News | May 20, 2024

Iconic bird sanctuary is a bad place to test a chemical labeled toxic to birds 

At 40,000 acres, Lake Mattamuskeet is the largest lake in North Carolina and a critical stopover for hundreds of thousands of migratory birds every year. (Neil Jernigan)

Of all the places to test a chemical identified as toxic to birds, it’s hard to understand why our federal government would choose an iconic bird sanctuary. 

Today we asked a federal court to protect the iconic Mattamuskeet National Wildlife Refuge by challenging the U.S. Fish and Wildlife Service’s thoughtless decision to allow the testing of an experimental algaecide treatment in the 40,000-acre Lake Mattamuskeet, a habitat for more than 250 bird species such as swans, ducks, and geese. 

We’re asking the federal agency to put the mission and purpose of this wildlife refuge first, and not turn hundreds of species of birds into lab rats when there are much better ways already available to maintain the health of the lake.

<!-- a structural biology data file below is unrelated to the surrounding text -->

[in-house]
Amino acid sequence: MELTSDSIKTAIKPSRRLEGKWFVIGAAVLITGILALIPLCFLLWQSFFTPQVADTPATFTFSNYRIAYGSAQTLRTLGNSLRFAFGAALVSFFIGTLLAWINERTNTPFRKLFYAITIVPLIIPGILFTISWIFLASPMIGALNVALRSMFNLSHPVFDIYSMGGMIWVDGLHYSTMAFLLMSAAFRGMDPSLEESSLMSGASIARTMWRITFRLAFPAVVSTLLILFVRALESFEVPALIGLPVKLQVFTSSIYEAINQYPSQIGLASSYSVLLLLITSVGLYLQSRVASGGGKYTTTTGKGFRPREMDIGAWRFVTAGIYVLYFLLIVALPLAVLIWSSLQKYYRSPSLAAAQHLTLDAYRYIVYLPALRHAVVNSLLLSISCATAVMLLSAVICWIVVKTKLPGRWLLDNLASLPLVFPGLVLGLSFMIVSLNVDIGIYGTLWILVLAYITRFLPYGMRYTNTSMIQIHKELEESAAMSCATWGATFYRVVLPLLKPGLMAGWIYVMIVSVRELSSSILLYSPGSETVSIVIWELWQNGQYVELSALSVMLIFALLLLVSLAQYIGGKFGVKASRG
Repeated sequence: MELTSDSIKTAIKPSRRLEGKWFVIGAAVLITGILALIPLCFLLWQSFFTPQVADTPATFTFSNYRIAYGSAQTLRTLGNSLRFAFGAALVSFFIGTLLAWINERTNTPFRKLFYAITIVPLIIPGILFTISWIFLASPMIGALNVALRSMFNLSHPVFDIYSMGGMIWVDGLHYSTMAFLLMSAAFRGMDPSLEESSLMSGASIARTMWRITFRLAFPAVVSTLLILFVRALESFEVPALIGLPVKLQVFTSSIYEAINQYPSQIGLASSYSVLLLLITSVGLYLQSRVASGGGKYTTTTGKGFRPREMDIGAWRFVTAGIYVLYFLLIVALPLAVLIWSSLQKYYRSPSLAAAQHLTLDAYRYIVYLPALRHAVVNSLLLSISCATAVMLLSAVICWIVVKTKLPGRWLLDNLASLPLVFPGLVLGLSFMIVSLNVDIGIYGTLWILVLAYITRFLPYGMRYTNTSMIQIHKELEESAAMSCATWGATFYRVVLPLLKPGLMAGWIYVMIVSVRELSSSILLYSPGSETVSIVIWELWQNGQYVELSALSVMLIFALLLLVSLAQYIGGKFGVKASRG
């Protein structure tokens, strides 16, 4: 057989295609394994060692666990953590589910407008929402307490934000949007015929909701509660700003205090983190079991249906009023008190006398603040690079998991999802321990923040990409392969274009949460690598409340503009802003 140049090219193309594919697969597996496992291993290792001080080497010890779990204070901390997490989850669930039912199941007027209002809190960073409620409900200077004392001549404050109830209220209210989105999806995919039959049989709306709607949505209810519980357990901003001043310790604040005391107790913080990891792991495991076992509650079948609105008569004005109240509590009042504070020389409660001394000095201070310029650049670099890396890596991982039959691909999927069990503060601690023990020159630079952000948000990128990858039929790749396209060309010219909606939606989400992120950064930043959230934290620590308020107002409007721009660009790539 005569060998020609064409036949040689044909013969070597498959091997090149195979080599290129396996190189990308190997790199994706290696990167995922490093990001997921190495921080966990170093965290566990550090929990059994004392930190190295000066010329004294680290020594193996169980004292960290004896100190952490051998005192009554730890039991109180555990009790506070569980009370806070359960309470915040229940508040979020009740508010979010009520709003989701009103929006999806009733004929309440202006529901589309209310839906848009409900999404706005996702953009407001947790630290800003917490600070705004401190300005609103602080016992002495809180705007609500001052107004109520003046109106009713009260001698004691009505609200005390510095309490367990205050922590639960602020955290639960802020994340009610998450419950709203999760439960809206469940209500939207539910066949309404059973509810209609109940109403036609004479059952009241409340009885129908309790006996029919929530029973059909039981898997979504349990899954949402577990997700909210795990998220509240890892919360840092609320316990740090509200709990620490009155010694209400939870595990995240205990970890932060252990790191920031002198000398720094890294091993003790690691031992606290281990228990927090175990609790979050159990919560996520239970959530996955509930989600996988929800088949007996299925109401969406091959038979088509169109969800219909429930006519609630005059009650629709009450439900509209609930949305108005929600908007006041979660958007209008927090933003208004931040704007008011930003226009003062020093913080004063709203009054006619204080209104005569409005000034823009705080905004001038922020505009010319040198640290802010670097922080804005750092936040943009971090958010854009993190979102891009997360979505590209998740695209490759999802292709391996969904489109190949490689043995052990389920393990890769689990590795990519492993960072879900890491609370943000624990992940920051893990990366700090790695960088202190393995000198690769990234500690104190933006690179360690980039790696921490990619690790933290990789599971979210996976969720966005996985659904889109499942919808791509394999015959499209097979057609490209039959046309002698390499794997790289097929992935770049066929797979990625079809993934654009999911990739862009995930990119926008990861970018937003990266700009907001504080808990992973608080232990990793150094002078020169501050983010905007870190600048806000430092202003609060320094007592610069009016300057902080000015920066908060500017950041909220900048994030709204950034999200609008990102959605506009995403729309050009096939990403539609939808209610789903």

Ramona McGee, SELC Wildlife Program Leader

A safer and more sustainable plan to improve water quality and reduce algal blooms was already underway by a local coalition before the federal agency approved testing this dangerous pesticide, which can kill birds and corrode their beaks. The Florida legislature spent millions of dollars applying this product to several waterways, where it has failed to provide a lasting solution to harmful algal blooms. 

Senior Attorney Derb Carter and Ramona McGee, leader of SELC’s Wildlife Program, look down the scope at one of the impoundments at Mattamuskeet National Wildlife Refuge in winter. (Cornelius Lewis/SELC)

SELC represents Defenders of Wildlife and the Sierra Club in this legal challenge. The lawsuit challenges violations of the National Wildlife Refuge System Improvement Act, the National Environmental Policy Act, and the Administrative Procedure Act.   

The groups are asking the court to block the plan until the Fish and Wildlife Service conducts a full analysis that protects the mission and purpose of the wildlife refuge, plus takes a hard look at the toxic algaecide harms and the available alternatives. 

 “It might seem reasonable to assume that the federal government would refrain from using a national bird sanctuary to test a private company’s experimental algaecide, particularly one that reads ‘toxic to birds’ on the label, and yet here we are,” says Erin Carey, acting director, N.C. Chapter of Sierra Club. “[We are] proud to stand between the delicate and irreplaceable beauty of Lake Mattamuskeet and the casual disregard of corporate interest.”